The Rural Utilities Services, a division of the U.S. Department of Agriculture (USDA), recently named four Kentucky communities as the recipients of the competitive Community Connect grants. The federal grants, totaling nearly $1 million, will create vital broadband networks for rural communities that do not have high-speed Internet
service. The grants were awarded to the Berry, Columbus, Concord and Monterey communities, which are in Harrison, Hickman, Lewis and Owen counties, respectively.
"My administration is committed to full broadband deployment for every Kentucky community, and these grants support Kentucky's Prescription for Innovation to help ensure that no community is left behind."
- Gov. Ernie Fletcher
"These funds will provide a critical link between essential community facilities in areas where no broadband service currently exists," Agriculture Deputy Secretary Chuck Conner said. "The goal is to improve public safety and also enable residents to pursue educational opportunities."
Kentucky Gov. Ernie Fletcher said the Community Connect grants will give the communities access to the world of resources available on the Internet. He said, "My administration is committed to full broadband deployment for every Kentucky community, and these grants support Kentucky's Prescription for Innovation to help ensure that no community is left behind."
Kentucky's Prescription for Innovation is a comprehensive plan to accelerate technology growth, particularly in the areas of broadband deployment and technology literacy and usage. The initiative seeks to blanket Kentucky with broadband service by the end of 2007.
Upon the announcement of Kentucky’s successful Community Connect applications, Congressman Geoff Davis commented, "I am extremely pleased that Owen, Harrison and Lewis counties will be receiving these important grants to increase the proliferation of broadband technology in these rural communities. Expanding access to technology resources is critical to enhancing education and economic development. I will continue to work to ensure that all of our communities have access to advanced technology resources."
The Community Connect grants will be used to create a technology center equipped with 10 computer workstations that will enable residents to access high-speed Internet free of charge in each community. Moreover, the grants will provide free broadband access to critical community facilities such as fire, law enforcement and emergency response facilities.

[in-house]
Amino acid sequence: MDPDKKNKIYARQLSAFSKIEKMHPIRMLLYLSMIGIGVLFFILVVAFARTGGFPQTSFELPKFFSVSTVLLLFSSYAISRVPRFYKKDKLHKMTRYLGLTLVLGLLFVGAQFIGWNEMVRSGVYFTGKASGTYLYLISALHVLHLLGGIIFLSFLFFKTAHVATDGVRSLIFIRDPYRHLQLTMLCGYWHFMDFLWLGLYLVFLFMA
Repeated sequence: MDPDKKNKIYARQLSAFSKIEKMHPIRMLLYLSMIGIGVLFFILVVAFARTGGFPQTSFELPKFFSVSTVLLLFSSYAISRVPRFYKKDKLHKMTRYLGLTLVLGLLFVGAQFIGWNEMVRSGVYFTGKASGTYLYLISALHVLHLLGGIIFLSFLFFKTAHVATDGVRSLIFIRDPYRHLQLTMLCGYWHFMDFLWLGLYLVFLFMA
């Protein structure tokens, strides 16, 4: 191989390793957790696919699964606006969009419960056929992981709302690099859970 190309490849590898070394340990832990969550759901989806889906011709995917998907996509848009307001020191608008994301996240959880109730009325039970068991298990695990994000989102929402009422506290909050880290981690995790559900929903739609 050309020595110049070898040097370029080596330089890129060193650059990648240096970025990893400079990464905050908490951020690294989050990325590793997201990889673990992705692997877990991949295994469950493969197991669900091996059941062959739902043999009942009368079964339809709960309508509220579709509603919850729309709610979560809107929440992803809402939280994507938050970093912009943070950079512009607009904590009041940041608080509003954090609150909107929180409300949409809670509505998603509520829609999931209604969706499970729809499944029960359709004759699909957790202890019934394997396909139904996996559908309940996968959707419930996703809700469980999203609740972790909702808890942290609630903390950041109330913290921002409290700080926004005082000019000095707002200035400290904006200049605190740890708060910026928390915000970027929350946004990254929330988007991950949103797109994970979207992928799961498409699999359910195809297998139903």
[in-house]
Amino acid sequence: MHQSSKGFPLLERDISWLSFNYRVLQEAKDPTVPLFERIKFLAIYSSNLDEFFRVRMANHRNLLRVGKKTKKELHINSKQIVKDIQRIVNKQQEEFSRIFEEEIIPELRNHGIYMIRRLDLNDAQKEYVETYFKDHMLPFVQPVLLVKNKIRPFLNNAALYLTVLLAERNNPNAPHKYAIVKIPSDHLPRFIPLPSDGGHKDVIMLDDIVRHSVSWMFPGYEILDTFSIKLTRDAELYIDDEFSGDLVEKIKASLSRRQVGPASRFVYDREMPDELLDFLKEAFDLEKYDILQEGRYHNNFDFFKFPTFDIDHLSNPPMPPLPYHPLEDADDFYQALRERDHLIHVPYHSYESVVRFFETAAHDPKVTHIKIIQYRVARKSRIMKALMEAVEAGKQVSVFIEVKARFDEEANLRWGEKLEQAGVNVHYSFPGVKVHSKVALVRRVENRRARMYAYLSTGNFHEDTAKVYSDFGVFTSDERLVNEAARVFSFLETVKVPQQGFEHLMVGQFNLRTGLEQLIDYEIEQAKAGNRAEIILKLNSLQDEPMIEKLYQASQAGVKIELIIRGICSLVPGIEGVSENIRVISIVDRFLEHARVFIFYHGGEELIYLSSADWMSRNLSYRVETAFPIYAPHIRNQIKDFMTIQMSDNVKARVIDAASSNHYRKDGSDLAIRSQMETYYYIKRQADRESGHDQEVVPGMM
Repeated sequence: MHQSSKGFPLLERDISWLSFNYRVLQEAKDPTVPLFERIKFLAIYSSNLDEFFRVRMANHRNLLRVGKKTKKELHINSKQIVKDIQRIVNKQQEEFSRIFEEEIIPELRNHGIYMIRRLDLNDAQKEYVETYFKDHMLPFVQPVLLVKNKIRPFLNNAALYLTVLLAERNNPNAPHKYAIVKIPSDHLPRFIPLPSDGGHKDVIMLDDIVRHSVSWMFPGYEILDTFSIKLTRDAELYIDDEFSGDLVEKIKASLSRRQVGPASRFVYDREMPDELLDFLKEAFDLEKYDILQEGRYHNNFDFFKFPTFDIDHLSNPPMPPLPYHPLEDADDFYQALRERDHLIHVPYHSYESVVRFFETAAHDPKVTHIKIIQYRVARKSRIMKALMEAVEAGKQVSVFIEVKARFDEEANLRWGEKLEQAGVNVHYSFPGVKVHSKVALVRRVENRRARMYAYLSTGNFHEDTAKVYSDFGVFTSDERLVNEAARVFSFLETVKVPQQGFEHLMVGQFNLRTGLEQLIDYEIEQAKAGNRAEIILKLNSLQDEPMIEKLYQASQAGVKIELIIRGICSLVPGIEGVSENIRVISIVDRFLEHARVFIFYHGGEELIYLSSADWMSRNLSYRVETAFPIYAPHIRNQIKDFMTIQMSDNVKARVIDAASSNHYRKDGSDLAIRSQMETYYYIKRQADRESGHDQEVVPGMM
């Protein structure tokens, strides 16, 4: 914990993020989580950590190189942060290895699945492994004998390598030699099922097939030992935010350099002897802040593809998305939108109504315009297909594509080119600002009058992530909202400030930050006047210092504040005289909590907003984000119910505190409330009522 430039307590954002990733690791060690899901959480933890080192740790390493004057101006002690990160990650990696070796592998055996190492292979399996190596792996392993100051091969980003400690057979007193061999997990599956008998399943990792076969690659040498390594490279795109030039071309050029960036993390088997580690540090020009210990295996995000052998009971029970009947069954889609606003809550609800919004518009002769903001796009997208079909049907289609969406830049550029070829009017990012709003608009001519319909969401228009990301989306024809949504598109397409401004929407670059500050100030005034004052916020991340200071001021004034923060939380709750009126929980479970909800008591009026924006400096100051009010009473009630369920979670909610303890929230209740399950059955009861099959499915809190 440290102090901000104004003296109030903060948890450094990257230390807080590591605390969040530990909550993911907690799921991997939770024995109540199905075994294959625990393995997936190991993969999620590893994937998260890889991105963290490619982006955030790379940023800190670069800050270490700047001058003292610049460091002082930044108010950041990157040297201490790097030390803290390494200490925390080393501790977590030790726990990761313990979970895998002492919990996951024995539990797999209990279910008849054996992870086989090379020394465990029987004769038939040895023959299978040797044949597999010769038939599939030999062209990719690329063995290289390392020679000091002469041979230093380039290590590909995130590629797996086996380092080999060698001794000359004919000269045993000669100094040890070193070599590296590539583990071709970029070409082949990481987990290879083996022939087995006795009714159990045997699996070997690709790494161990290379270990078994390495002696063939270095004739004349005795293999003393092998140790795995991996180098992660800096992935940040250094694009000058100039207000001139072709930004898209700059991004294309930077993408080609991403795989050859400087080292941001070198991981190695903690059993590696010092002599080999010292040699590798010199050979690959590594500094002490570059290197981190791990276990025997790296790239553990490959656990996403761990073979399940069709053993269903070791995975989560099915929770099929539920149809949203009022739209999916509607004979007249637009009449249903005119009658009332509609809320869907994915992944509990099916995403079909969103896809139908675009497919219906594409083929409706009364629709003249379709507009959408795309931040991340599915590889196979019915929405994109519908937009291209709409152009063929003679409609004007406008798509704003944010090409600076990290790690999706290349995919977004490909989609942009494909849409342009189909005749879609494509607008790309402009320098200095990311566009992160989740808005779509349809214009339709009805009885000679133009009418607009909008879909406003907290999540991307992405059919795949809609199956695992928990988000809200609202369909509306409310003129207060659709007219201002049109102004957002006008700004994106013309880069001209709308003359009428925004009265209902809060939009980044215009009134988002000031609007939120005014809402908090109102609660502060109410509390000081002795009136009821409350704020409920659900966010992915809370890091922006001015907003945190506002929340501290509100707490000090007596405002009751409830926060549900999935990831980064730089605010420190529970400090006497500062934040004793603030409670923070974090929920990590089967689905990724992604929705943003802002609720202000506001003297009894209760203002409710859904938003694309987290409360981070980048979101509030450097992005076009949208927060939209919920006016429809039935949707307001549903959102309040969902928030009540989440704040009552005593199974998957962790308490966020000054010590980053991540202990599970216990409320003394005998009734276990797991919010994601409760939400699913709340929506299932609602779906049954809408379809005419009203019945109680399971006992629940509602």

ConnectKentucky, Kentucky’s technology-based economic development partnership, applied for the grants in partnership with various telecommunications providers. Other federal, state and local government officials and agencies supported the grant process, including Kentucky's congressional delegation, the Department of Commercialization and Innovation in the Kentucky Economic Development Cabinet, Kentucky Community and Technical College System (KCTCS), the Kentucky Dataseam Initiative and Kentucky Department for Workplace Investment in the Office of Employment and Training (OET).
As part of the application, three broadband service providers committed resources to the expansion of broadband in these communities: SouthEast Telephone in Berry, Monterey and surrounding areas; and Open World, Inc. and Heartland Communications Internet Services, Inc. for Concord, Columbus and surrounding areas.
Residents of these Kentucky communities understand how important broadband is to their future. Prior to the announcement of the Community Connect grants, Berry Mayor Donald Adams described the dire need for broadband in his community in an article in USA Today. “We're still clinging on,” Adams told the newspaper, “hoping the Internet will help us start something that will help our economy.” For Berry and the three other communities, assistance is now on the way.
ConnectKentucky reports that since 2004, statewide broadband availability and usage have increased by 45 percent and 46 percent respectively. An estimated 429,000 previously unserved households may now access broadband as private sector investment in telecommunications infrastructure has reached an unprecedented level in Kentucky. Currently, 87 percent of Kentucky homes can access broadband, on track to reach 100 percent availability in 2007. Home computer ownership has grown by 17 percent, and 116 counties are actively engaged in the eCommunity Leadership process to establish a nine sector technology growth plan for accelerating technology locally. In addition, the rate of Kentucky’s high-tech job growth is outpacing the national average.
About ConnectKentucky: ConnectKentucky is leading the way into a new economy for Kentuckians. As Kentucky’s technology-based economic development partnership, ConnectKentucky is a public-private alliance of leaders from private industry, government and education. By leveraging the latest in technology and networking, ConnectKentucky is ensuring Kentucky remains the place of choice to work, live and raise a family. For more information, visit www.connectkentucky.org.